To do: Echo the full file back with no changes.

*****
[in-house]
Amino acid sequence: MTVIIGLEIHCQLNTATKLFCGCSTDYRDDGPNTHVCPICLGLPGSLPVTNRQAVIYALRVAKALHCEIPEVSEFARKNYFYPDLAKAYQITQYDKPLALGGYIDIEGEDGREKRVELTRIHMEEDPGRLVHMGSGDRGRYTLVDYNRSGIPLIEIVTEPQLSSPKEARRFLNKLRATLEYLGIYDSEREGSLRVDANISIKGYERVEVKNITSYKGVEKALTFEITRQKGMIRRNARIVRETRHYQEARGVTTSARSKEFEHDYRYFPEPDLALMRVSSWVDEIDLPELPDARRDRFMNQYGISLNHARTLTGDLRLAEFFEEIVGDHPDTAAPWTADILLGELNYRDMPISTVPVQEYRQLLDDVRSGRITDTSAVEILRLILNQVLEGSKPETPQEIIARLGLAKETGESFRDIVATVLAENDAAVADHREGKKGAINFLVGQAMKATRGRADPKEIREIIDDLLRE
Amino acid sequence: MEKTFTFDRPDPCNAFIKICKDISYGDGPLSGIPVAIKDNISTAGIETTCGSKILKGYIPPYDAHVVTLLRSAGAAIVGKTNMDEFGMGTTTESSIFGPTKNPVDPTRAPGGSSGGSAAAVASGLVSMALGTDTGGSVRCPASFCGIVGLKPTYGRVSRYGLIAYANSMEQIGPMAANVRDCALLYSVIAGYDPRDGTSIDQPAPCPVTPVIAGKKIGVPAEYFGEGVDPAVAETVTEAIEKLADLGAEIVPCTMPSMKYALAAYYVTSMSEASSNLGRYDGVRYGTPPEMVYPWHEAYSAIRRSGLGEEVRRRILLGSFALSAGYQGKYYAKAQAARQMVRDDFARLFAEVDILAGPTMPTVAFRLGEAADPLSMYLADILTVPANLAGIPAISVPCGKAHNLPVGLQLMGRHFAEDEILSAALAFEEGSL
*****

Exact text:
[in-house]
Amino acid sequence: MTVIIGLEIHCQLNTATKLFCGCSTDYRDDGPNTHVCPICLGLPGSLPVTNRQAVIYALRVAKALHCEIPEVSEFARKNYFYPDLAKAYQITQYDKPLALGGYIDIEGEDGREKRVELTRIHMEEDPGRLVHMGSGDRGRYTLVDYNRSGIPLIEIVTEPQLSSPKEARRFLNKLRATLEYLGIYDSEREGSLRVDANISIKGYERVEVKNITSYKGVEKALTFEITRQKGMIRRNARIVRETRHYQEARGVTTSARSKEFEHDYRYFPEPDLALMRVSSWVDEIDLPELPDARRDRFMNQYGISLNHARTLTGDLRLAEFFEEIVGDHPDTAAPWTADILLGELNYRDMPISTVPVQEYRQLLDDVRSGRITDTSAVEILRLILNQVLEGSKPETPQEIIARLGLAKETGESFRDIVATVLAENDAAVADHREGKKGAINFLVGQAMKATRGRADPKEIREIIDDLLRE
Amino acid sequence: MEKTFTFDRPDPCNAFIKICKDISYGDGPLSGIPVAIKDNISTAGIETTCGSKILKGYIPPYDAHVVTLLRSAGAAIVGKTNMDEFGMGTTTESSIFGPTKNPVDPTRAPGGSSGGSAAAVASGLVSMALGTDTGGSVRCPASFCGIVGLKPTYGRVSRYGLIAYANSMEQIGPMAANVRDCALLYSVIAGYDPRDGTSIDQPAPCPVTPVIAGKKIGVPAEYFGEGVDPAVAETVTEAIEKLADLGAEIVPCTMPSMKYALAAYYVTSMSEASSNLGRYDGVRYGTPPEMVYPWHEAYSAIRRSGLGEEVRRRILLGSFALSAGYQGKYYAKAQAARQMVRDDFARLFAEVDILAGPTMPTVAFRLGEAADPLSMYLADILTVPANLAGIPAISVPCGKAHNLPVGLQLMGRHFAEDEILSAALAFEEGSL